Debunking Myths: The Truth About Public Cyber Charter Schools

Letter to the EditorPhoto by Pixabay on

EDITOR: When lawmakers communicate with their constituents and the general public, there is an expectation that what they say is truthful and reflects reality; however, state Rep. Joe Ciresi’s May 30 column, You’re Paying For It – You Deserve to Know Where Your Money Goes, does the complete opposite.

While Rep. Ciresi is free to oppose and advocate against public cyber charter schools and the 60,000 students they educate and their families, he cannot be allowed to sway public opinion through misstatements and false information.

Contrary to Rep. Ciresi’s assertions, as public schools, cyber charter schools, by law, cannot refuse to enroll any student who wants to enroll. Enrolling in public cyber charter schools is open to all students, regardless of their academic or personal circumstances. In fact, public cyber charter schools serve all students, including those with disabilities, behavior issues, and those who struggle academically because of the failures of their local school district.

It’s interesting that Rep. Ciresi stated that public cyber charter schools don’t serve students with disabilities because those who oppose cyber schools on the one hand, claim that these schools don’t serve students with special needs, but on the other hand, they claim that cyber schools over identify students with disabilities “to get more money.” You cannot have it both ways.

Rep. Ciresi’s argument about cyber schools burdening property taxpayers is fundamentally false.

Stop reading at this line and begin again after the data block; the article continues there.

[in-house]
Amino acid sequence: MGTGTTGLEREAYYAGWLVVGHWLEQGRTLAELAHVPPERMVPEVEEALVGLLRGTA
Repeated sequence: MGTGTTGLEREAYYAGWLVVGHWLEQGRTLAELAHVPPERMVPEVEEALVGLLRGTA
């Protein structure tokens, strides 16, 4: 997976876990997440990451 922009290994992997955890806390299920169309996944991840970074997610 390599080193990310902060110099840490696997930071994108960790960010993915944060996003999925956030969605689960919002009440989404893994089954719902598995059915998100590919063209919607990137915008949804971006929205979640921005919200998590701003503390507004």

As of the 2022-23 school year, Pennsylvania’s 499 school districts spent nearly $36 billion, of which $1.06 billion (3%) was for cyber schools.

In comparison, school districts spent $15.4 billion (43.1%) on their top three cost drivers: benefits – $8.7 billion (24.2%); pensions – $4.6 billion (12.7%), debt service – $2.2 billion (6.2%), while sitting on more than $6.8 billion (19% of total spending) in general fund reserves.

Let’s dig a little deeper. The amount school districts pay for students of tax-paying families to attend public cyber charter schools increased $11 million from 2022 to 2023; however, the amount of real estate taxes districts collected for the same period increased $363 million – 33 times more than the increase in cyber costs.

If school districts were struggling because of cyber students, then their general fund reserves would not have increased by $818 million (13.7%) last school year, or $2.2 billion (48%) over the last five years.

Although Rep. Ciresi promotes his legislation, House Bill 1422, as a measure that provides transparency and accountability for cyber schools, he avoids mentioning that his bill would result in a nearly 50% cut in funding to 60,000 public school students, including students with disabilities, and require cyber schools to follow the same rules that apply to school districts, which they already do because current state laws also apply to cyber schools.

As previously stated, Rep. Ciresi is entitled to his own opinion, but the public expects their elected officials to be honest and tell the truth.

It appears that Rep. Ciresi is intentionally hiding the truth that his legislation would eliminate public cyber charter schools and take away the very schools that save taxpayer dollars and benefit students and families who have been ill-served by traditional public schools.

— Reese Flurie, Board President, Pennsylvania Coalition of Public Charter Schools

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